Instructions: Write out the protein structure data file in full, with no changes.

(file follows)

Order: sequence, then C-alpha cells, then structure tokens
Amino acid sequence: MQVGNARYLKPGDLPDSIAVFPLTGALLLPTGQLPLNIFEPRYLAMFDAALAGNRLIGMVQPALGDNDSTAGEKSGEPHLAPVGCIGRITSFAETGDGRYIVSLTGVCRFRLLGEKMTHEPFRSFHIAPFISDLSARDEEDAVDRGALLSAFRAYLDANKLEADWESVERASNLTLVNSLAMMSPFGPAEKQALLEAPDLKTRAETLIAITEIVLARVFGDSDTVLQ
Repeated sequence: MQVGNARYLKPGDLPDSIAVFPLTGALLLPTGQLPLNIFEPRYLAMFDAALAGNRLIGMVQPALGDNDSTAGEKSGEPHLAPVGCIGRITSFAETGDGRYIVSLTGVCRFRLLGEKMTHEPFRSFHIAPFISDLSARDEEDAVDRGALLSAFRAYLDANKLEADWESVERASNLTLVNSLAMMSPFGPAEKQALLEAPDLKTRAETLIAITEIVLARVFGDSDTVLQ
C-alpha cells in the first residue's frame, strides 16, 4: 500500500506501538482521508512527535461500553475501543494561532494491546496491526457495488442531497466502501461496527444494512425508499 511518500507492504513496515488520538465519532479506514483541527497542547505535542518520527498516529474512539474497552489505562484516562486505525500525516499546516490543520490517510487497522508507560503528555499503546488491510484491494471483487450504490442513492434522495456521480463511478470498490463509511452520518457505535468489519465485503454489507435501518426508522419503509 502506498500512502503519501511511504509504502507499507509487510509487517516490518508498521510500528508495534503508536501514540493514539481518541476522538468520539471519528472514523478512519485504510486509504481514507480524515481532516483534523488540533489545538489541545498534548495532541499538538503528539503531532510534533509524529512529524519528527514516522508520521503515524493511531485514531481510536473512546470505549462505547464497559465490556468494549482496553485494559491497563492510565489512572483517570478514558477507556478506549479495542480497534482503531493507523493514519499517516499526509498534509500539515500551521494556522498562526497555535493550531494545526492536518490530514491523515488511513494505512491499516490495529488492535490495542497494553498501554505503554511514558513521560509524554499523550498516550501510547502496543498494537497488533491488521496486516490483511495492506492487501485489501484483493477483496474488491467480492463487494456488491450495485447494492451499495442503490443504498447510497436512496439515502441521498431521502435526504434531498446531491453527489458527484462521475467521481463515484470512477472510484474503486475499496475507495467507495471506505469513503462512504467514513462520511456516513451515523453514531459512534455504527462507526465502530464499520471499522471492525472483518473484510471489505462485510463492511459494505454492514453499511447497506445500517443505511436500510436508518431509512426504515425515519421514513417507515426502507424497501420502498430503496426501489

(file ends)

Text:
Order: sequence, then C-alpha cells, then structure tokens
Amino acid sequence: MQVGNARYLKPGDLPDSIAVFPLTGALLLPTGQLPLNIFEPRYLAMFDAALAGNRLIGMVQPALGDNDSTAGEKSGEPHLAPVGCIGRITSFAETGDGRYIVSLTGVCRFRLLGEKMTHEPFRSFHIAPFISDLSARDEEDAVDRGALLSAFRAYLDANKLEADWESVERASNLTLVNSLAMMSPFGPAEKQALLEAPDLKTRAETLIAITEIVLARVFGDSDTVLQ
Repeated sequence: MQVGNARYLKPGDLPDSIAVFPLTGALLLPTGQLPLNIFEPRYLAMFDAALAGNRLIGMVQPALGDNDSTAGEKSGEPHLAPVGCIGRITSFAETGDGRYIVSLTGVCRFRLLGEKMTHEPFRSFHIAPFISDLSARDEEDAVDRGALLSAFRAYLDANKLEADWESVERASNLTLVNSLAMMSPFGPAEKQALLEAPDLKTRAETLIAITEIVLARVFGDSDTVLQ
C-alpha cells in the first residue's frame, strides 16, 4: 500500500506501538482521508512527535461500553475501543494561532494491546496491526457495488442531497466502501461496527444494512425508499 511518500507492504513496515488520538465519532479506514483541527497542547505535542518520527498516529474512539474497552489505562484516562486505525500525516499546516490543520490517510487497522508507560503528555499503546488491510484491494471483487450504490442513492434522495456521480463511478470498490463509511452520518457505535468489519465485503454489507435501518426508522419503509 502506498500512502503519501511511504509504502507499507509487510509487517516490518508498521510500528508495534503508536501514540493514539481518541476522538468520539471519528472514523478512519485504510486509504481514507480524515481532516483534523488540533489545538489541545498534548495532541499538538503528539503531532510534533509524529512529524519528527514516522508520521503515524493511531485514531481510536473512546470505549462505547464497559465490556468494549482496553485494559491497563492510565489512572483517570478514558477507556478506549479495542480497534482503531493507523493514519499517516499526509498534509500539515500551521494556522498562526497555535493550531494545526492536518490530514491523515488511513494505512491499516490495529488492535490495542497494553498501554505503554511514558513521560509524554499523550498516550501510547502496543498494537497488533491488521496486516490483511495492506492487501485489501484483493477483496474488491467480492463487494456488491450495485447494492451499495442503490443504498447510497436512496439515502441521498431521502435526504434531498446531491453527489458527484462521475467521481463515484470512477472510484474503486475499496475507495467507495471506505469513503462512504467514513462520511456516513451515523453514531459512534455504527462507526465502530464499520471499522471492525472483518473484510471489505462485510463492511459494505454492514453499511447497506445500517443505511436500510436508518431509512426504515425515519421514513417507515426502507424497501420502498430503496426501489